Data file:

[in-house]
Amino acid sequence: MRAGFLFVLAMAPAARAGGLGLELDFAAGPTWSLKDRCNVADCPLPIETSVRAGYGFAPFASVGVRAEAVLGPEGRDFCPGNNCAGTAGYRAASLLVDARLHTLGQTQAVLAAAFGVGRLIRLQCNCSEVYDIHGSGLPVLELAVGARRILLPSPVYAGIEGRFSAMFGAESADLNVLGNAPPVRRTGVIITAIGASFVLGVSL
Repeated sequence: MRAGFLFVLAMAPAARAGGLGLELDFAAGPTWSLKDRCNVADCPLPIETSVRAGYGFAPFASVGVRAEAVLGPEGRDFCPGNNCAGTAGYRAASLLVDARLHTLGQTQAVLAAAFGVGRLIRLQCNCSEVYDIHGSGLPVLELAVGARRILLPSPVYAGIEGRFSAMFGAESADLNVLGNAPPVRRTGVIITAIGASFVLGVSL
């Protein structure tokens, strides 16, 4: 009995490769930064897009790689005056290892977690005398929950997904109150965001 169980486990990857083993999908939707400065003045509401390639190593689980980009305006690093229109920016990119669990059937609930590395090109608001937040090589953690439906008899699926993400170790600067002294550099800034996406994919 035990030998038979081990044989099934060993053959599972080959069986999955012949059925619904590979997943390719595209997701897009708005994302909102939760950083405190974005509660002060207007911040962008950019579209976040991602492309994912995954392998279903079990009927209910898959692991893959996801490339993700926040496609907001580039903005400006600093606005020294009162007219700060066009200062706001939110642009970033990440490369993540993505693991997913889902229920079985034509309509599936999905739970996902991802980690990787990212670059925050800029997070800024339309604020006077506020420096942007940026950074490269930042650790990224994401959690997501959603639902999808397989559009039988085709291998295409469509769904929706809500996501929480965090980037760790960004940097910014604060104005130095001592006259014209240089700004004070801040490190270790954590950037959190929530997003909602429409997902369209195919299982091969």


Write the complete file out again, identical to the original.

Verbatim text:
[in-house]
Amino acid sequence: MRAGFLFVLAMAPAARAGGLGLELDFAAGPTWSLKDRCNVADCPLPIETSVRAGYGFAPFASVGVRAEAVLGPEGRDFCPGNNCAGTAGYRAASLLVDARLHTLGQTQAVLAAAFGVGRLIRLQCNCSEVYDIHGSGLPVLELAVGARRILLPSPVYAGIEGRFSAMFGAESADLNVLGNAPPVRRTGVIITAIGASFVLGVSL
Repeated sequence: MRAGFLFVLAMAPAARAGGLGLELDFAAGPTWSLKDRCNVADCPLPIETSVRAGYGFAPFASVGVRAEAVLGPEGRDFCPGNNCAGTAGYRAASLLVDARLHTLGQTQAVLAAAFGVGRLIRLQCNCSEVYDIHGSGLPVLELAVGARRILLPSPVYAGIEGRFSAMFGAESADLNVLGNAPPVRRTGVIITAIGASFVLGVSL
């Protein structure tokens, strides 16, 4: 009995490769930064897009790689005056290892977690005398929950997904109150965001 169980486990990857083993999908939707400065003045509401390639190593689980980009305006690093229109920016990119669990059937609930590395090109608001937040090589953690439906008899699926993400170790600067002294550099800034996406994919 035990030998038979081990044989099934060993053959599972080959069986999955012949059925619904590979997943390719595209997701897009708005994302909102939760950083405190974005509660002060207007911040962008950019579209976040991602492309994912995954392998279903079990009927209910898959692991893959996801490339993700926040496609907001580039903005400006600093606005020294009162007219700060066009200062706001939110642009970033990440490369993540993505693991997913889902229920079985034509309509599936999905739970996902991802980690990787990212670059925050800029997070800024339309604020006077506020420096942007940026950074490269930042650790990224994401959690997501959603639902999808397989559009039988085709291998295409469509769904929706809500996501929480965090980037760790960004940097910014604060104005130095001592006259014209240089700004004070801040490190270790954590950037959190929530997003909602429409997902369209195919299982091969």